As reconstructed, the frontal of Shirerpeton has a length/posterior width proportion of 1.23, as compared to 0.87–1 for A. inexpectatum ; 0.88–0.95 for A. pannonicum ; ~1.2 in A. gracile, A. nexuosum, A. galaktion [29, 30], and A. arthridion ; 1.0–1.3 for Wesserpeton ; 1.3–1.4 for Celtedens ibericus (depending on the reconstruction used); and 1.57 for Anoualerpeton unicum and An. priscum . Of all species currently known, the reconstructed frontal shape and proportions of Shirerpeton are most like those of the North American A. arthridion (Fig 37F), the oldest (uppermost Aptian or lower Albian) species referred to Albanerpeton, although the internasal process is longer in the Japanese taxon.
Estes & Hoffstetter  figured the parietals of A. inexpectatum which, although slightly damaged posteriorly, clearly differ in shape from those of the Japanese taxon in that the unsculptured posterior occipital shelf is long and wide rather than bifurcate. There is also a difference in proportion in relation to the width of the fronto-parietal contact and the length of the postorbital wing. In A. inexpectatum, the postorbital wing is relatively short (Fig 42E) and the sculpture extends almost to its tip. In Shirerpeton, the wing forms almost half the anterior width of the bone, and is unsculptured (Fig 42D). The parietals are also preserved in Celtedens ibericus [6, 8], but are crushed. The postorbital wings of Celtedens, as reconstructed (Fig 42C), are proportionally longer than those of Shirerpeton (more than 58% parietal width), but bear sculpture as in A. inexpectatum. The same condition is seen in the few fragmentary parietals preserved for the Middle Jurassic Anoualerpeton priscum , Fig 42A), and in the parietal fragment attributed to Wesserpeton evansae (Fig 42B). Unfortunately, the tip of the wing is missing in both UK taxa, but (from the angle of the converging margins) it does not appear to have been long. A long, unsculptured postorbital wing may therefore be a diagnostic feature of Shirerpeton, but without comparable elements from A. arthridion and members of the ‘gracile-snouted’ clade, this remains tentative.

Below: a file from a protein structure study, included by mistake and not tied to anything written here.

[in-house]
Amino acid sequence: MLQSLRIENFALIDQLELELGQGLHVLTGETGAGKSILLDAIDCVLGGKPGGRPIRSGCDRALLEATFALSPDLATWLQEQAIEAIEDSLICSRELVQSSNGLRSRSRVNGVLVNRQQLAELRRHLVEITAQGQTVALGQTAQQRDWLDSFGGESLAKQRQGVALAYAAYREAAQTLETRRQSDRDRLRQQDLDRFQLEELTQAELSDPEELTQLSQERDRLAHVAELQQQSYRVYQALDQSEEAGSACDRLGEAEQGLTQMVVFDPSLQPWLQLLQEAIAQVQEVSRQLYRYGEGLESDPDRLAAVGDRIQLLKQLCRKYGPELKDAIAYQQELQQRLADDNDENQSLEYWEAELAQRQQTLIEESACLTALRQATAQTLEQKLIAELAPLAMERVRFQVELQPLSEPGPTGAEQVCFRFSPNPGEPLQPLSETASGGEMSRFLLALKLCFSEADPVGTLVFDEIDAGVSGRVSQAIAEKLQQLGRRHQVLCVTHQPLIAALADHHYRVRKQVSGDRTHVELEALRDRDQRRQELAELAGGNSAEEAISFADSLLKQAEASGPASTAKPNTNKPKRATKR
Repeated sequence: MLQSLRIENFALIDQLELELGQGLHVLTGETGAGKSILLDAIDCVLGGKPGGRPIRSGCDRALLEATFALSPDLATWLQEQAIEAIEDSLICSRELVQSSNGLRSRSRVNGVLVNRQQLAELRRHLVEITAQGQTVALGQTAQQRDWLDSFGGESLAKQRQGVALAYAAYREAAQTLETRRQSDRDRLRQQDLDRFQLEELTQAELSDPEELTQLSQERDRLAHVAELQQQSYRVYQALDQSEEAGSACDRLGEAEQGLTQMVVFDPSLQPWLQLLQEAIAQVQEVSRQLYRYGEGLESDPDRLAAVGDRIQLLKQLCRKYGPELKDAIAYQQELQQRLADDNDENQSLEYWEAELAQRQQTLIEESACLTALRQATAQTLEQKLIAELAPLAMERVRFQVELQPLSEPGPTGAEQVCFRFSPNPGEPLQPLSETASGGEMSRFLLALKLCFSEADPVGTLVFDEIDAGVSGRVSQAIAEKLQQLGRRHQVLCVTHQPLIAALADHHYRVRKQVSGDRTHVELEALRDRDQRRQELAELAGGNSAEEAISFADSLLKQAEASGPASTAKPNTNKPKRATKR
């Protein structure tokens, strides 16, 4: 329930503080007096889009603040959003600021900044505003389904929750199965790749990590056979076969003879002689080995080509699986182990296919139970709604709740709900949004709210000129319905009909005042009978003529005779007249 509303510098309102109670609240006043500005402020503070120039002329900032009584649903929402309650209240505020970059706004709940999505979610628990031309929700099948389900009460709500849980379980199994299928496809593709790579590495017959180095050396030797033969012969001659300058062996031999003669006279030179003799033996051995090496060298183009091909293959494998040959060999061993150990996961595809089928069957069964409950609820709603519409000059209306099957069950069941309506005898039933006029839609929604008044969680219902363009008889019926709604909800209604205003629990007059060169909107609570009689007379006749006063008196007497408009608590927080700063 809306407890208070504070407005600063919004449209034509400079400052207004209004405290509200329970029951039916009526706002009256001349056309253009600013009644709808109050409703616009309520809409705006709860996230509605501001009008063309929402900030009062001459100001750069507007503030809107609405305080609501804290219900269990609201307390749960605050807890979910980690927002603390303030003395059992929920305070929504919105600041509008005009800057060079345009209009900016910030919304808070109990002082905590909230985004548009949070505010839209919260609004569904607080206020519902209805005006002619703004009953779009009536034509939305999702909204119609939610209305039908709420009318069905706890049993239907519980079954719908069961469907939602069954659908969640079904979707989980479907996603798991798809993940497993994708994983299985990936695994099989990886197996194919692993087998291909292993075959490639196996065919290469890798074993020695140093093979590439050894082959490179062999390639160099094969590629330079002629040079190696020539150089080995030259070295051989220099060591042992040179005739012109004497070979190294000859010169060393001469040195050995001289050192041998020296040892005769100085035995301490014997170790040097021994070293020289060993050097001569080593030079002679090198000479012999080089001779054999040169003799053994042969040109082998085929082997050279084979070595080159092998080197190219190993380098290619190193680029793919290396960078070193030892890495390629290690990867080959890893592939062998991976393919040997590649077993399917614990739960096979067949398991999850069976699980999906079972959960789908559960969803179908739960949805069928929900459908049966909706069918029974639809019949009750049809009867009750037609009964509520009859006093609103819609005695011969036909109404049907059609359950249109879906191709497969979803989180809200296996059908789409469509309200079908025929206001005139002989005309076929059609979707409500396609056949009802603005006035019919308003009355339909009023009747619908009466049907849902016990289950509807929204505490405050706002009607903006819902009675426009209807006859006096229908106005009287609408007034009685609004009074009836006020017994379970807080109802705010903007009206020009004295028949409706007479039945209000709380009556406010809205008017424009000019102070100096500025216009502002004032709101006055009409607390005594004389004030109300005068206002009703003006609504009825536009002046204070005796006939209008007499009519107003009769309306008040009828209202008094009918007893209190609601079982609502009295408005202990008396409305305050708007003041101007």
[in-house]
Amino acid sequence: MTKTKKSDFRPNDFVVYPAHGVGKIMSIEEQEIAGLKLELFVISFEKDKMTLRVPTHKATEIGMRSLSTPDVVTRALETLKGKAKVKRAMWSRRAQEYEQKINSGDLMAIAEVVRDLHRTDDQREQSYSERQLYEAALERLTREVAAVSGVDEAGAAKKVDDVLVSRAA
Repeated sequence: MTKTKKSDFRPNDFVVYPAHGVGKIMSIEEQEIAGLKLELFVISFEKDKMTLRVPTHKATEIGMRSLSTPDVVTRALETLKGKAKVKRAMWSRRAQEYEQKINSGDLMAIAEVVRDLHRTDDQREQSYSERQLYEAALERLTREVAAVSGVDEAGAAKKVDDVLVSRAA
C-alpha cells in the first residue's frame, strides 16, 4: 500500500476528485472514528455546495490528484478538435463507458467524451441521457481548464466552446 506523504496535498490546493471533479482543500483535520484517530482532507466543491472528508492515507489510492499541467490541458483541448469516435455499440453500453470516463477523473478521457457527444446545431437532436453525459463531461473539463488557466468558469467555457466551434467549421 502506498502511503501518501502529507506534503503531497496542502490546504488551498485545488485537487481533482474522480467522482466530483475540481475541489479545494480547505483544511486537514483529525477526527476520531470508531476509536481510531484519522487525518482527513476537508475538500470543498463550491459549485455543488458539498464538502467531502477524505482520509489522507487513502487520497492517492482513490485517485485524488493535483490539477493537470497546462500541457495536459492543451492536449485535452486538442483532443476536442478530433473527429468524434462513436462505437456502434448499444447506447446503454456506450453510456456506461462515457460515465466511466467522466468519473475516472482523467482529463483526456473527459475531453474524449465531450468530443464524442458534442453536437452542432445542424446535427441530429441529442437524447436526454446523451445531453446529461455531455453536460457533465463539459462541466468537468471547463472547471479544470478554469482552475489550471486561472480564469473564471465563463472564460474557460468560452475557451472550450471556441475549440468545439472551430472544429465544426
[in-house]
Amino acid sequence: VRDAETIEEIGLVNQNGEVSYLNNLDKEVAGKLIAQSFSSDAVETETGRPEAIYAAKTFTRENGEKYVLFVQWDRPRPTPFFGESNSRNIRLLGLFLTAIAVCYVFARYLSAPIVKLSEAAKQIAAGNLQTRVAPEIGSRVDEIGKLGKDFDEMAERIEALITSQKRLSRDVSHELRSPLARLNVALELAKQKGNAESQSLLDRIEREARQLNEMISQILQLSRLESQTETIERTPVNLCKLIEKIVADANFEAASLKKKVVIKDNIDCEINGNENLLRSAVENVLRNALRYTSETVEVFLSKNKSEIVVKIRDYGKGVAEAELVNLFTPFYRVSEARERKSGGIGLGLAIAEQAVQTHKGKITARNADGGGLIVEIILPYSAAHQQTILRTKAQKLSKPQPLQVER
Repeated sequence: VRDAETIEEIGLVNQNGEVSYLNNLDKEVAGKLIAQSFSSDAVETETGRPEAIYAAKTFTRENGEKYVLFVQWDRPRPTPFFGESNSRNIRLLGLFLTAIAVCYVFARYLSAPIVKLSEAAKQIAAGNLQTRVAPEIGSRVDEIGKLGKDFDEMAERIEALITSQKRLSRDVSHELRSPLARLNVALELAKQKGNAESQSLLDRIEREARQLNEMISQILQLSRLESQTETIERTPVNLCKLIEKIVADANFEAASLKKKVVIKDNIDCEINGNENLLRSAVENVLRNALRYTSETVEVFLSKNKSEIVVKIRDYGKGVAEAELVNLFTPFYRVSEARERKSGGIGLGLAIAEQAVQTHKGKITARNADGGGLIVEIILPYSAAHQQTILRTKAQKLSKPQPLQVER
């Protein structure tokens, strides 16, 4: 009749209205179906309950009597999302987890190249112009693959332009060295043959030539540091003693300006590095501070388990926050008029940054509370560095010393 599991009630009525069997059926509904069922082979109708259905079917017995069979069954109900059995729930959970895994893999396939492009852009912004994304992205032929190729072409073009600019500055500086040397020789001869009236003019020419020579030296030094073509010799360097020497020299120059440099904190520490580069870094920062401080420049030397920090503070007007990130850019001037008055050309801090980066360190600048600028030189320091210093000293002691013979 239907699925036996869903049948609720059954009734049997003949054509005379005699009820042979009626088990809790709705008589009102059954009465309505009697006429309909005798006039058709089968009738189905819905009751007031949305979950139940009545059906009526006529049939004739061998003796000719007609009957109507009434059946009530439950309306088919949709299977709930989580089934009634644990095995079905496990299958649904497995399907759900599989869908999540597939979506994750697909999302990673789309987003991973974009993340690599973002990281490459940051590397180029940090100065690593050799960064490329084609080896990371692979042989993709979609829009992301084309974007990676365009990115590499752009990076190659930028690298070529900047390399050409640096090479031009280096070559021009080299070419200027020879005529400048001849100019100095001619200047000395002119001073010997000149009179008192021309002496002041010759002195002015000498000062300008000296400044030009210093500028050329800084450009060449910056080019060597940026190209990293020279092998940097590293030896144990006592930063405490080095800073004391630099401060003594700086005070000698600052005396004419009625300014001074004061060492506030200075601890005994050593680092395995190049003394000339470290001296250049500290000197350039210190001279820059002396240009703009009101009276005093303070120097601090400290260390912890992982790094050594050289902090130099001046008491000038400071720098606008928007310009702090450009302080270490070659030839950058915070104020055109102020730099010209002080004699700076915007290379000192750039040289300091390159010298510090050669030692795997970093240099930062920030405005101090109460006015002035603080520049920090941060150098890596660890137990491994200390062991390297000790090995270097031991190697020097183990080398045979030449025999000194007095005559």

Of the jaw elements, comparison between albanerpetontid species has focused mainly on the premaxilla, an element that remains unknown in Shirerpeton. As listed , maxillary characters have been limited to the presence or absence of labial sculpture; the position of the anteriormost tooth relative to point of maximum indentation of the narial margin; and the presence or absence of an expansion of the labial dental margin in association with enlarged teeth. Shirerpeton shows the primitive state in the first two of these, and shares the heterodonty and expanded dental margin with species of Anoualerpeton and Albanerpeton nexuosum. However, as Fig 36 demonstrates, there are other maxillary features that vary between species. These include the length and shape (rounded or pointed) of the anterior premaxillary process; the degree of concavity of the anterior narial margin; and the shape of the dorsal facial process in terms of angulation and profile. The difficulty is that few complete maxillae have been described and most sample sizes are small. On the basis of existing material, the maxilla of Shirerpeton (Fig 36C) appears to be distinct in combining heterodonty with a relatively short, pointed premaxillary process, little curvature of the narial margin, and a low, rounded facial process. Even fewer dentary characters have been identified, other than those relating to labial sculpture and heterodonty, and the presence of a dorsal process posterior to the tooth row, currently reported only in Albanerpeton inexpectatum . Again, Shirerpeton most closely resembles Anoualerpeton and Albanerpeton nexuosum in having enlarged anterior teeth supported by an expansion of the labial dental margin, although it differs in the greater degree of sinuosity of the margin due to the concave-convex-concave profile. The dentary of Shirerpeton also appears to differ in two other ways. The anterior limit of the prearticular facet seems to be in line with the rear of the tooth row and posterior to the opening of the Meckelian fossa, whereas it extends forward below the tooth row to a point roughly in line with the opening of the Meckelian fossa in most other taxa where this region is known. Secondly, in many albanerpetontids (including A. nexuosum and the two species of Anoualerpeton), the subdental shelf rises steeply at the posterior end of the tooth row such that the posterior tooth loci are significantly smaller (25% or less) than those close to the symphysis. In Shirerpeton, the subdental shelf is shallower and, apart from the group of enlarged teeth, there is less of a difference in size between anterior and posterior teeth. Thus the combined characters of the maxilla and dentary in Shirerpeton allow it to be distinguished from other albanerpetontid taxa known only from dental elements. This includes elements from the Upper Cretaceous of Central Asia attributed to ‘Nukusurus’ , which lack heterodonty and have an anteriorly extended prearticular facet and very small posterior teeth.